More than 50,000 electronic component device types were obsoleted over the past decade, according to IHS Markit.
EPS News says that “when demand and margins for a semiconductor line start to decline, chip makers phase out production but give users the opportunity for a last-time-buy (LTB). The production volume of LTB devices is based largely on customer forecasts.
“Problems with obsolescence are not new – electronic devices are discontinued all the time. For OEMs and EMS providers that want to support their product’s full lifecycle, EOL is a constant problem. Do manufacturers buy EOL parts outright and tie up capital? What if the parts aren’t used? At the same time, redesigning a legacy product eats up engineering resources and incurs a variety of related costs.”
“The unfortunate result of the rising tide of obsolescence is a dramatic increase in counterfeit parts. As obsolescence grows, so does parts counterfeiting,” writes IHS. “End-of Life”, “Not Recommended for New Design” and “Discontinued” parts make up 71% of the counterfeit reports since 2013. Counterfeit parts result in $7.5 billion in lost revenue, annually.”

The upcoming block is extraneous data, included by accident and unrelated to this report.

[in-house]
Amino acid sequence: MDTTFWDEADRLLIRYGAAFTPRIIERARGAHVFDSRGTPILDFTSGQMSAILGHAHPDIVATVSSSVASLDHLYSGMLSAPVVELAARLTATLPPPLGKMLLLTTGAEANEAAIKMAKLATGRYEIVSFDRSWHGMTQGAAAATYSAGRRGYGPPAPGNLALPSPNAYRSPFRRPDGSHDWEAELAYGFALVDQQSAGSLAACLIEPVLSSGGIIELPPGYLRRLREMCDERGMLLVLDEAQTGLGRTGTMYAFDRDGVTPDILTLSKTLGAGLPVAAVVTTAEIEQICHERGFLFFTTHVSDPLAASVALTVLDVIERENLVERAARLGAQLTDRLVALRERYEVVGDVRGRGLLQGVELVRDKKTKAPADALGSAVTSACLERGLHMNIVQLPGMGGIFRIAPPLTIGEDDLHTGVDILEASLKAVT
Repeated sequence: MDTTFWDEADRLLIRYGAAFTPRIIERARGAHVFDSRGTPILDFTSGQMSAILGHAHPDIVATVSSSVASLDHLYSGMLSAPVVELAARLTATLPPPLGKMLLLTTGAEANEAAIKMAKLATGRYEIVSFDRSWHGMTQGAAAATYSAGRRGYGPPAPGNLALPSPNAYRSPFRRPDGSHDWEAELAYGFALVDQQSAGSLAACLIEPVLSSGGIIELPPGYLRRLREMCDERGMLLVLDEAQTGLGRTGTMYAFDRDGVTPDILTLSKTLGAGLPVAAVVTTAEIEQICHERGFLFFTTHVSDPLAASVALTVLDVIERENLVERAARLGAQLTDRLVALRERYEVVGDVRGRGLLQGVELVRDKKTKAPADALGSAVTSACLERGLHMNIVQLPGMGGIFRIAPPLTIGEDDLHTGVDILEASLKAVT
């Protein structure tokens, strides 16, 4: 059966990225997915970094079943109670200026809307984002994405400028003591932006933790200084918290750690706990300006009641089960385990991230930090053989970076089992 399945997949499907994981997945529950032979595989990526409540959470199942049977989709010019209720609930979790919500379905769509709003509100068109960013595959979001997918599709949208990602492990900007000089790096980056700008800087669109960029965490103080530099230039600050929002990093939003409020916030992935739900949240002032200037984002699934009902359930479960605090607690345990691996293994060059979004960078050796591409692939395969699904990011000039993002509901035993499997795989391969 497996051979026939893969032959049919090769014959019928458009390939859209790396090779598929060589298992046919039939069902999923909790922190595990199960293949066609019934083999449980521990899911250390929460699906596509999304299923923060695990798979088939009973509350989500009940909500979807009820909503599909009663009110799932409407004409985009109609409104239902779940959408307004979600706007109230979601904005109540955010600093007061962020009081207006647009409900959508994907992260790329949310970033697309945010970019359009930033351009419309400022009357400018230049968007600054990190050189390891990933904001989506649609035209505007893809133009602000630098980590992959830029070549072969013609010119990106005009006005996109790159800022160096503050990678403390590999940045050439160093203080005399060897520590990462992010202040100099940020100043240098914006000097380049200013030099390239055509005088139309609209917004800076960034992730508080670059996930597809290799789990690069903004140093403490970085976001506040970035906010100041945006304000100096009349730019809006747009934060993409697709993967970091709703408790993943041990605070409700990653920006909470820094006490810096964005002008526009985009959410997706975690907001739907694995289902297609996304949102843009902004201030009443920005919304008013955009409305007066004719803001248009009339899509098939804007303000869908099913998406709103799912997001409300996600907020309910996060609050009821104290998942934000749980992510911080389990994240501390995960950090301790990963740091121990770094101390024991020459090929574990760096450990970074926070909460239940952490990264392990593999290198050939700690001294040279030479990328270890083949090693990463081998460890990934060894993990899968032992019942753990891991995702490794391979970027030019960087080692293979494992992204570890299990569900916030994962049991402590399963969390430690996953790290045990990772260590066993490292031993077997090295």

Some facts from IHS:
- The average component life cycle is now only 10 years.
- There are 15 EOL notices on average per day.
- Low-power consumption is accelerating obsolescence. Almost 2,500 new microprocessor part numbers introduced in 2014 had a nominal supply voltage of 1 volt or less.
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